As Recognition of the Need for Supports Grows, ATD Joins Partners to Celebrate Opening of a New Space for Student Parents

At Generation Hope the mission is both straightforward and daunting. The organization strives to reduce poverty one family at a time by providing mentoring, resources, and services to help teen parents become college graduates and help their children enter kindergarten ready to succeed. The organization represents one of a growing number of initiatives focused on increasing success for student parents. ATD’s Meredith Archer Hatch joined other community and higher education leaders in a roundtable discussion at Generation Hope headquarters in Washington, D.C.

At the roundtable, Generation Hope Scholars, teen parents attending two- and four-year colleges in Washington, D.C, Maryland, and Northern Virginia who receive financial support and one-on-one mentoring, shared experiences with the barriers faced on their campuses. Generation Hope shared results of a recent survey of Scholars which found, for instance, that many Scholars feel more welcome on community college campuses as parents than they do at four-year institutions. Founder and Chief Executive Officer Nicole Lynn Lewis commented on a particular barrier that Scholars often face--- lack of physical space on campuses for parents with children. 

“Student parents are an invisible population, who aren’t valued, aren’t seen,” shared Ms. Lewis. “Physical space [on campus] communicates values.” 

Following the discussion, participants and special guests participated in a ribbon-cutting ceremony to dedicate a family-friendly study area in the Generation Hope facility, one that is open to Scholars and their children. Generation Hope Scholar Nija was overwhelmed at seeing the new space. “I have a place where my son and me feel accepted, which makes me feel complete!”  

The awareness of the need to support student parents pursuing college work has been steadily growing. Last week, Achieving the Dream President and CEO Dr. Karen A. Stout joined ATD staff and national partners for a briefing co-hosted by ATD on Capitol Hill that brought to light the challenges that college students who are parents face in their pursuit of higher education. At that briefing, Dr. Daria Willis, president of ATD Leader College of Distinction Everett Community College in Washington state, spoke about the work on her campus to transform a library space to welcome student parents and their children, and shared personal experiences of being a student-parent while pursuing a college degree.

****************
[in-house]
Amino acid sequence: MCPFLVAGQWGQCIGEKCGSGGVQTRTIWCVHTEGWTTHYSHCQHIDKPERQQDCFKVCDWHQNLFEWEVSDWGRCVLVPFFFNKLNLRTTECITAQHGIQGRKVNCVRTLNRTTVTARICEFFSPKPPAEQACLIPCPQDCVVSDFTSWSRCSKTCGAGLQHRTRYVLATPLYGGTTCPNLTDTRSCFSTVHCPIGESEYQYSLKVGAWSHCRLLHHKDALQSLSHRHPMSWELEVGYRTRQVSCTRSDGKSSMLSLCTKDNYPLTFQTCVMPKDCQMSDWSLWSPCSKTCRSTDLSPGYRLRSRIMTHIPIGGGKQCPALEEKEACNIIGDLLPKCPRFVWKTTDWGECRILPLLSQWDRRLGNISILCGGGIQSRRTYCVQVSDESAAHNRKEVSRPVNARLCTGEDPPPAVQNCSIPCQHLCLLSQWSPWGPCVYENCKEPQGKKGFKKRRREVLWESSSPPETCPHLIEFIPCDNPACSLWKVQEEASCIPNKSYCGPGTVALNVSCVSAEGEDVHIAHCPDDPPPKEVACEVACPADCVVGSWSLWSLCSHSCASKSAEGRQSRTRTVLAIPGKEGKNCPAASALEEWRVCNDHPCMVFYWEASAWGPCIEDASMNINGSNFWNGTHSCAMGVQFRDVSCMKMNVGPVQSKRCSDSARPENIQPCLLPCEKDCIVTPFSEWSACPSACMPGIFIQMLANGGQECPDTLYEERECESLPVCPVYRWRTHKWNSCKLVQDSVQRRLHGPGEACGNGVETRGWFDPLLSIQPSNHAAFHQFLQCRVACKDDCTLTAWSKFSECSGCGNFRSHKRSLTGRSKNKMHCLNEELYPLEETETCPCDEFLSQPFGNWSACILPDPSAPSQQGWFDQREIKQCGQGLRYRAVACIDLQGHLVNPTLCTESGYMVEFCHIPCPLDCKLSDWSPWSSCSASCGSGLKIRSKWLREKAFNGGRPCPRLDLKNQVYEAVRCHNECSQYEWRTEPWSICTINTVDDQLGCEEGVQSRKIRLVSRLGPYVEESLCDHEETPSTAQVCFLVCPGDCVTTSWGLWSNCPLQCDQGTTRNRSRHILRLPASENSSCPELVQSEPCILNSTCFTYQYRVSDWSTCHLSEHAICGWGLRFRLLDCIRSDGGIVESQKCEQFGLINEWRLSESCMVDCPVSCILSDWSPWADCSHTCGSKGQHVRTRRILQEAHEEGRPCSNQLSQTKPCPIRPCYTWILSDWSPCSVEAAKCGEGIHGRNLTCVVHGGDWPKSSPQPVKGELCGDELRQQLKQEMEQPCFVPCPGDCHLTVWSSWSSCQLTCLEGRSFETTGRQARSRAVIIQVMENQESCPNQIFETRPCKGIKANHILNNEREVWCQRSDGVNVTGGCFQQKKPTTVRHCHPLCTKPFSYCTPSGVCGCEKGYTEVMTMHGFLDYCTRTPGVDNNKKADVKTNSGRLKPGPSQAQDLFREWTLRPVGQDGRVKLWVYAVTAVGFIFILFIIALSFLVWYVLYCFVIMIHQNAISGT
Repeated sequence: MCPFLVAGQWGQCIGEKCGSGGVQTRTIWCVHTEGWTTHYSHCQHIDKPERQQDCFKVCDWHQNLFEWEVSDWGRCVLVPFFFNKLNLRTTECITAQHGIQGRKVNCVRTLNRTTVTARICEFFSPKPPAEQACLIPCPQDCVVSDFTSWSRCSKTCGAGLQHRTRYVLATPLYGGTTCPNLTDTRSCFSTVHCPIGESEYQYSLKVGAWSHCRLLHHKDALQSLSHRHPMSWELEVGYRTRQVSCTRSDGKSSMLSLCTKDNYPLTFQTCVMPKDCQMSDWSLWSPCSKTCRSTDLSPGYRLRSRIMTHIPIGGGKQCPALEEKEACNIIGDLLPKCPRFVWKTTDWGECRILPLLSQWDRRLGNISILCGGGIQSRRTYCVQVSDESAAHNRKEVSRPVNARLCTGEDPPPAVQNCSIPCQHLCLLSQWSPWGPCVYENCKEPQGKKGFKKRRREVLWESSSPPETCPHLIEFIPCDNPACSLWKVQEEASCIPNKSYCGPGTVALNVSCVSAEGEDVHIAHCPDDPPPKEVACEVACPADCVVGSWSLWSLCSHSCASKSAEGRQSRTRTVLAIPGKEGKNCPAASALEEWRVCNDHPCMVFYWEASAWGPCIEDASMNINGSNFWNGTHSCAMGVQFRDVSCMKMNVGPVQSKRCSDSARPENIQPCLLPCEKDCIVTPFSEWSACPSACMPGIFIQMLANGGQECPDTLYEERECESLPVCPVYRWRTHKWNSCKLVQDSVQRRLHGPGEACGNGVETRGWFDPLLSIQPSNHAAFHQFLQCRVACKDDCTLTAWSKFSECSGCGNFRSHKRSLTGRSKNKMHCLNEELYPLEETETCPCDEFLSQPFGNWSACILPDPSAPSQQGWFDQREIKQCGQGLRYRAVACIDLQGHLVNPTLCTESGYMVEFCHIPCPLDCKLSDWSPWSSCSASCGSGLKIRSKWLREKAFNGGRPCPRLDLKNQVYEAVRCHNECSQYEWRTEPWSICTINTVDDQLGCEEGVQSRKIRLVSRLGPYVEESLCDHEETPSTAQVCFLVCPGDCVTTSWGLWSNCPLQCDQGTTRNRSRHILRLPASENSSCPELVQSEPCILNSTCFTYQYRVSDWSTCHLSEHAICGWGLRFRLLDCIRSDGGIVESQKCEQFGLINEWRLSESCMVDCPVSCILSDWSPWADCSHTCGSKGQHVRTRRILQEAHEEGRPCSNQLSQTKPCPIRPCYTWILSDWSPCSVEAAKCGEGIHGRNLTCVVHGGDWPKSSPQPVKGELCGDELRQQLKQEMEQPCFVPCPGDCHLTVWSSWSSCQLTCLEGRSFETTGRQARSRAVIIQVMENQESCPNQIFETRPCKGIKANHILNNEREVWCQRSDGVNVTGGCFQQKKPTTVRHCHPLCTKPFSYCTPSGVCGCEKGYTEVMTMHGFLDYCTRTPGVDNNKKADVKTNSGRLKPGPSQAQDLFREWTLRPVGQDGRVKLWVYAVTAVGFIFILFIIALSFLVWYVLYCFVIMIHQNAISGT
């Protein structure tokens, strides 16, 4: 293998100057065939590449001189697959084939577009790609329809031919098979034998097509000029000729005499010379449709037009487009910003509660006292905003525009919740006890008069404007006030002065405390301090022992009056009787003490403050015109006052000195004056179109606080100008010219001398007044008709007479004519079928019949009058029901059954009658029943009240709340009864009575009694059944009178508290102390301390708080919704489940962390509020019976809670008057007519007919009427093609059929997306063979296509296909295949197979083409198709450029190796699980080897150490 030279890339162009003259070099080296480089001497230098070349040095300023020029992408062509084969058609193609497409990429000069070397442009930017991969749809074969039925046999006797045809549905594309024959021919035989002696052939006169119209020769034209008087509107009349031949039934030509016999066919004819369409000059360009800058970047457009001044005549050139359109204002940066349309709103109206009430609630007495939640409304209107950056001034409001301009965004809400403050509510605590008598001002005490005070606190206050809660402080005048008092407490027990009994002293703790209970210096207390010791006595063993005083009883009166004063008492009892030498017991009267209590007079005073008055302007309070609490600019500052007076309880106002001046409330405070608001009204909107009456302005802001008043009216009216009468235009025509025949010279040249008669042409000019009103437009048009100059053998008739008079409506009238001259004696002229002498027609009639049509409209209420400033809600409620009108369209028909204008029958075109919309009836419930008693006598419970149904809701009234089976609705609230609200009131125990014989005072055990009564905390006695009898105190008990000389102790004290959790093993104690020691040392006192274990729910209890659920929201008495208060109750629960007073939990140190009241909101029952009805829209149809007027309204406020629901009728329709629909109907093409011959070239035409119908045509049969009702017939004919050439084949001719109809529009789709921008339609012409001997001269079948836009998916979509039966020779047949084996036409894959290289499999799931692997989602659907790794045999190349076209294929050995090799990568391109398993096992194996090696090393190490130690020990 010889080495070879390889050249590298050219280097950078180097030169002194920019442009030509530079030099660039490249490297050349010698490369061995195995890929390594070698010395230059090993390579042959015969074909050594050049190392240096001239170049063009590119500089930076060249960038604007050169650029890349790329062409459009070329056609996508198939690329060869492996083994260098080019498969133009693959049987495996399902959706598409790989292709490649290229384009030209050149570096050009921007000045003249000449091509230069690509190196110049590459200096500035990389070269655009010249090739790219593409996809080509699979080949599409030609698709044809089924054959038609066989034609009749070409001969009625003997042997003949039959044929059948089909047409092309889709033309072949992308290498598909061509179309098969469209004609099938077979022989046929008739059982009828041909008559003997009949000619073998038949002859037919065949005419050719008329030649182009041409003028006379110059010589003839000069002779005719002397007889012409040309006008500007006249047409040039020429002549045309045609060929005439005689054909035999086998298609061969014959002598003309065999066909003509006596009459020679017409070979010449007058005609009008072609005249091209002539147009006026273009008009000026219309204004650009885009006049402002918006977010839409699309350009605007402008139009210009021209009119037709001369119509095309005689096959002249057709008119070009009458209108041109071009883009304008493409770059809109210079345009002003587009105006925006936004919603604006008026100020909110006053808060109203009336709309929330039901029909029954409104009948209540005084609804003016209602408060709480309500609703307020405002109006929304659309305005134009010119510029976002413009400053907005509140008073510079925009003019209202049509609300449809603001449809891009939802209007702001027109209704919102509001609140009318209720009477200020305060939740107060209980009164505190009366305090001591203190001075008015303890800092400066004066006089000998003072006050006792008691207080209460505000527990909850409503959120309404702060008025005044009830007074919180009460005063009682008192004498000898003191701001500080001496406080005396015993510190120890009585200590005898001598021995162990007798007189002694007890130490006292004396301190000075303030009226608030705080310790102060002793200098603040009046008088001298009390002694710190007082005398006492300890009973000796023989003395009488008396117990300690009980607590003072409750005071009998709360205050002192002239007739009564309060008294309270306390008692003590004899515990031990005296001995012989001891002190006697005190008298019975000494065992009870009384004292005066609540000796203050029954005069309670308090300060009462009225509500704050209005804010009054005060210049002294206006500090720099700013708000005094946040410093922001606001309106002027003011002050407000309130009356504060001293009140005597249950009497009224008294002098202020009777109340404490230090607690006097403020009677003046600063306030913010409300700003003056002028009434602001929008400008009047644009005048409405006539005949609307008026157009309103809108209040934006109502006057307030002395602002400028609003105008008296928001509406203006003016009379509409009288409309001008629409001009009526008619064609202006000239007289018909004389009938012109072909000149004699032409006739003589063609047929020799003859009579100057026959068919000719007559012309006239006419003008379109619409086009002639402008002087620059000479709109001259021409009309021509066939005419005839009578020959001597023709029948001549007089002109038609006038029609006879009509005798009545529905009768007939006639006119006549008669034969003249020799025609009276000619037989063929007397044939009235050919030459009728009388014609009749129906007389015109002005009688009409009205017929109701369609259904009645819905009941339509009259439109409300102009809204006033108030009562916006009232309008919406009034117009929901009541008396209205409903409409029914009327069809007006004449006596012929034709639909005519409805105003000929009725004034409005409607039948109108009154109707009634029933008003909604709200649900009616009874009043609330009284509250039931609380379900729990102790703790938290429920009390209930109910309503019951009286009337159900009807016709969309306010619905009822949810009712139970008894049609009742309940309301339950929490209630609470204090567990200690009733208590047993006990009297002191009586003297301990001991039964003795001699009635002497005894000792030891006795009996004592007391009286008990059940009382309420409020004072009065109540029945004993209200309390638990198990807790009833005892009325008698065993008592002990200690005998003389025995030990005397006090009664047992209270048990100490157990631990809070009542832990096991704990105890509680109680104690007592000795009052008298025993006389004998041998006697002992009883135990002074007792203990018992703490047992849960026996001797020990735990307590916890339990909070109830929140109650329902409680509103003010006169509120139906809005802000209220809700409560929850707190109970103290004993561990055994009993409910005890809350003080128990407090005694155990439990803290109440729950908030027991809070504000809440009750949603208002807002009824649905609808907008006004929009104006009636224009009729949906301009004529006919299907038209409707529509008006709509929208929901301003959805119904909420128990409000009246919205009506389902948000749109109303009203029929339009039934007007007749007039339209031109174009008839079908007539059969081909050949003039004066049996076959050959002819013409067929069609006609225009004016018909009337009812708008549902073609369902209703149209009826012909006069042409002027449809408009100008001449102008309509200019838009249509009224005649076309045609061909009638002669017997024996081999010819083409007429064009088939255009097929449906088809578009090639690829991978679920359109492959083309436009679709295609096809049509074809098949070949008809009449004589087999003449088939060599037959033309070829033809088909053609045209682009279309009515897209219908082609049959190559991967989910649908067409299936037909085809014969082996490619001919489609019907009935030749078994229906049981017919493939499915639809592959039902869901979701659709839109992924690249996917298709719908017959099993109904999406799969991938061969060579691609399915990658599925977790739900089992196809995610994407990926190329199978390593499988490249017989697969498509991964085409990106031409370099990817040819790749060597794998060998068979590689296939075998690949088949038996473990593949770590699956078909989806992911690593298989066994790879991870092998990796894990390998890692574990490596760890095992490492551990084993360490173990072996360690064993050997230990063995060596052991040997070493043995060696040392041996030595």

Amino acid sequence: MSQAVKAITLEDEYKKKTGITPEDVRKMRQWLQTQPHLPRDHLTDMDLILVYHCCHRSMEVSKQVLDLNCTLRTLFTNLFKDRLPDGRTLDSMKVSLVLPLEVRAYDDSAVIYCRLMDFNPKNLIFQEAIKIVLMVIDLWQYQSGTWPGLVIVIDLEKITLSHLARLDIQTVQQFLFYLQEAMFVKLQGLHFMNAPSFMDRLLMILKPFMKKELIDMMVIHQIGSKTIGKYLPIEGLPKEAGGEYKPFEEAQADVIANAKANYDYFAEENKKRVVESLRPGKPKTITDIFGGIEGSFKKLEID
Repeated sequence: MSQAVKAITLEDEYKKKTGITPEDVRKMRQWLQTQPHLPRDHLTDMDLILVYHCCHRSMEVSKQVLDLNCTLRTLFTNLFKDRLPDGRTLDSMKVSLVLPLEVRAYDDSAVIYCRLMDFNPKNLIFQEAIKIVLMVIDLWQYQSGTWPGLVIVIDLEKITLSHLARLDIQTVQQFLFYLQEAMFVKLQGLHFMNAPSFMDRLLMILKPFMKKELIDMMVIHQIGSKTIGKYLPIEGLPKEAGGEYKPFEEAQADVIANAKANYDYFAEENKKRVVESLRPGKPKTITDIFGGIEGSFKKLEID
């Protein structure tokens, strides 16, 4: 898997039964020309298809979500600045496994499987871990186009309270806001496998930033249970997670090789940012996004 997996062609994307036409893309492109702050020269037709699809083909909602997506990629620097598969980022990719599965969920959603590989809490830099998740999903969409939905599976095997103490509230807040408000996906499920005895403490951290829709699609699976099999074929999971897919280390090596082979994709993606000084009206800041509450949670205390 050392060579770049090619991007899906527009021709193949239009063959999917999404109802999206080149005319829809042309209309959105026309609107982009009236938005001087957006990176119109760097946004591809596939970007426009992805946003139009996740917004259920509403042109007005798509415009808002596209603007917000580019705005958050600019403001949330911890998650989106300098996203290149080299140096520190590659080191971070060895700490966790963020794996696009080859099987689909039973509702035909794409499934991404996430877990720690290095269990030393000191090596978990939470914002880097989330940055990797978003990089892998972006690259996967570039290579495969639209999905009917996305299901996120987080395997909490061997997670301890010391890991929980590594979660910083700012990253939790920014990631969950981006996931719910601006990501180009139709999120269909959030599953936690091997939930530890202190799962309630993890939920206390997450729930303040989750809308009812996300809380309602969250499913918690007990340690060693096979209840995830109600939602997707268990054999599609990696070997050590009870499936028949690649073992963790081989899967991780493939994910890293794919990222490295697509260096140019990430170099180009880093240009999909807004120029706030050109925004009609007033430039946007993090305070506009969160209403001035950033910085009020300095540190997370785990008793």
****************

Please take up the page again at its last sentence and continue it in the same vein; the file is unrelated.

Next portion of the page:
The needs of student parents nationally, specifically women, was instrumental in Achieving the Dream’s decision to launch the Community College Women Succeed Initiative in February. The initiative strives to identify and promote effective strategies that help adult women students succeed in community college. Since the launch, ATD has continued to engage with Network colleges and with students and leaders throughout the country to learn about gaps and promising practices. And as the initiative has progressed, opportunities like the Generation Hope roundtable and Capitol Hill briefing have underscored the need for more work around providing additional supports to help student parents succeed.

After the roundtable, Meredith Archer Hatch, ATD’s Senior Associate Director of Workforce and Academic Alignment, who is leading the organization’s Community College Women Succeed efforts, shared, “We have a long way to go elevating and implementing strategies to increase success for student parents, but Achieving the Dream is committed to this work. We’re encouraged by the momentum we’ve seen in the recognition and supports that many ATD Network colleges are providing and the work of all the talented organizations and student parents in the room today.” 

Achieving the Dream is excited by the efforts of partners locally and nationally to support student parents, and we’re just getting started with our work to help more community college women succeed. 

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